Somewhere along the line the "Colorful" Charles Barkley has become the "unbearable" Charles Barkley. There used to be a sense of anticipation whenever his name was mentioned, a chuckle at news of his latest contretemps. Which Philadelphia 76er teammate did he openly ridicule this time? What was it he said about Sixer owner Harold Katz? How blue were his comments to fans who were riding him?
Now it's different. The newswire carrying the Barkley Chronicles is still clack-clack-clacking away, but there are fewer and fewer interested readers. They've reached the saturation point. Barkley's ravings have become predictable, his misadventures downright boring—such as the 2:30 a.m. altercation outside a Milwaukee bar on Dec. 22 that resulted in misdemeanor battery and disorderly conduct charges against him. He has pronounced his displeasure with the play of some of his teammates ("lazy"), the actions of his owner ("too cheap") and the attitudes of the citizenry of his city ("racist town"), and that's just for starters. All this has been building over the last few seasons to the point that a painfully difficult question hangs over the 76ers like a giant storm cloud: At what point arc a star player's on-the-court contributions outweighed by his negative actions off it?
There comes a time when an unhappy player—and there are busloads of them in every professional sport—is obligated to hold his tongue, curtail his questionable off-the-court activities and act responsibly as a representative of the franchise that is paying him lucratively—in Barkley's case, more than $3 million per year. Barkley has stepped, nay, leaped far over the comportment line, having forgotten (or never realized) that even larger-than-life Ruthian characters are professionals and thus expected to act professionally.
Barkley places himself among a select group of NBA superstars that includes Michael Jordan, Larry Bird and the retired Magic Johnson, and on the basis of talent, that is precisely where he belongs. Superstars are ultimately judged, as Barkley knows, by their ability to take their team to a championship. Magic and Bird arc marked down in indelible ink as the consummate winners of their generation, and when Jordan got the championship monkey oil his back last June, Barkley found himself as the only club member without a ring. It seemed to change him, to put sincere bitterness and disillusionment in place of the smile and the nudge in the ribs that used to be there. More discouraging, the Sixers aren't any closer to winning it all than they were when he joined them in 1984. The way Barkley views it, that means he's no closer to moving into the superstars' inner sanctum. That might be a selfish view of the world, but it's a realistic one. Though Barkley has said that he will not consider his career a failure if the 76ers never win a championship, there is no doubt that like all NBA players of his caliber, he wants to avoid that most depressing of career obituaries: He was a player with great physical talents, but he couldn't win the big one.
That is not an excuse for Barkley's tiresome behavior—the Utah Jazz has not made the NBA Finals, yet its stars, Karl Malone and John Stockton, do not routinely turn frustration into performance art, as Barkley does—but it is a reason. There are peripheral issues, too. The 76ers are truly a mixed bag of personalities and styles that only a mother could love, and Barkley's instincts will never be mistaken for maternal. He genuinely does not get along with Katz (no singular achievement, that) and has no special relationship with any of the Sixers' hierarchy, as, say, Magic does with Los Angeles Laker owner Jerry Buss and general manager Jerry West, or as Jordan does with Chicago Bulls owner Jerry Reinsdorf. Barkley is, like Hawaii, volcanic and very much an island.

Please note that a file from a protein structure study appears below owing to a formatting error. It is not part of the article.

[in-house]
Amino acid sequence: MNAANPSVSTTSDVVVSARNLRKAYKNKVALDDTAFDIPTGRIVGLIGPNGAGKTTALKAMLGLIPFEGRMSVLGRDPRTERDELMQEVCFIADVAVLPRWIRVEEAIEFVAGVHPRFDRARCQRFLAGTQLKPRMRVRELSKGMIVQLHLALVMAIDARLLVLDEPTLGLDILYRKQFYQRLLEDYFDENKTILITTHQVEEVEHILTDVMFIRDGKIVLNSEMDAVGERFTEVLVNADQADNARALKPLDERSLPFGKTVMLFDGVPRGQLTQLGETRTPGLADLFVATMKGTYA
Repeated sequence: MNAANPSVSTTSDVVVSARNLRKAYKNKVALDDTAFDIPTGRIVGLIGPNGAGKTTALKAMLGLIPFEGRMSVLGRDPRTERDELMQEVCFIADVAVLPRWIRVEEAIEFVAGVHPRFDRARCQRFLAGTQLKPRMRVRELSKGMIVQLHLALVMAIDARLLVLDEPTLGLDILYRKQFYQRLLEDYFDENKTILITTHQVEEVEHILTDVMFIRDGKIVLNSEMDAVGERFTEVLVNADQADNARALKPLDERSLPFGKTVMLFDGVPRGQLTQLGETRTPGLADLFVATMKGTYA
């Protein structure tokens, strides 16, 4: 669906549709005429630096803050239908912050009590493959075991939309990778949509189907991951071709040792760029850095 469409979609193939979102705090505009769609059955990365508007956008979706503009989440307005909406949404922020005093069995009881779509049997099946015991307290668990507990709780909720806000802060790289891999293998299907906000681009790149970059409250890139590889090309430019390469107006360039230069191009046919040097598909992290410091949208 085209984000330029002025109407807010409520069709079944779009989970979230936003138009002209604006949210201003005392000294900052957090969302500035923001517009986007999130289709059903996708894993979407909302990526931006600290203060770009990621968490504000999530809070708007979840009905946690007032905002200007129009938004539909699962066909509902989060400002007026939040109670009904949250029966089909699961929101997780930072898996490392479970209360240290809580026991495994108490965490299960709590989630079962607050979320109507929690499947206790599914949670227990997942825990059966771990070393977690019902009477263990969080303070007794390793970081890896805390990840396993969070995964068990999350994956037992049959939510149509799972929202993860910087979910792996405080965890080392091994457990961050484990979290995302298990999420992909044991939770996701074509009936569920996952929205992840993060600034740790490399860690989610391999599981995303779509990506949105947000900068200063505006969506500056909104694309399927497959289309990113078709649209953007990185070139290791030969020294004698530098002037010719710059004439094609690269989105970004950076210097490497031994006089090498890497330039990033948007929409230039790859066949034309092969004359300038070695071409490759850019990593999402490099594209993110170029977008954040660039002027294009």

But if Barkley wants to be held in the same high esteem as the other superstars, then he must take a lesson from them. Magic and Bird set high standards for their teammates and did a lot of butt-kicking along the way, but it was almost always behind the scenes, during practice sessions and away from prying eyes. Jordan, too, has played a central role in the Bulls" tempestuous moments, but he has done his best to keep the team's dissonance behind closed doors. He never lets his dissatisfaction with strategy or his teammates' play or the acrimony he feels toward general manager Jerry Krause overwhelm the team, as Barkley has done with his 76ers.
The long-range forecast in Philly calls for gloomy skies. Ironically, Barkley's individual brilliance generally keeps the Sixers from sinking low enough to qualify for a lottery pick in the NBA draft and perhaps getting another player whom Barkley would respect, and Katz frittered away the two lottery picks he had with bad deals. Barkley's teammates, understandably, are tired of being pincushions for his verbal darts. And Barkley's long-term contract keeps him from becoming a free agent at least until after the 1994-95 season. Trading Barkley to a contender, which Philly has discussed with a few teams in recent weeks, is the only way out. It would give Barkley a chance to win it all, give the other Sixers a chance to grow without his smothering presence and give fans a chance to once again appreciate a true original.
And if the 76ers can't make the deal? Tough. Lower the decibel level, Charles, get your act together off the court, and play ball with your teammates. There's a way to be candid, funny and engaging without being a jerk. But you already know that, because that's how you used to be.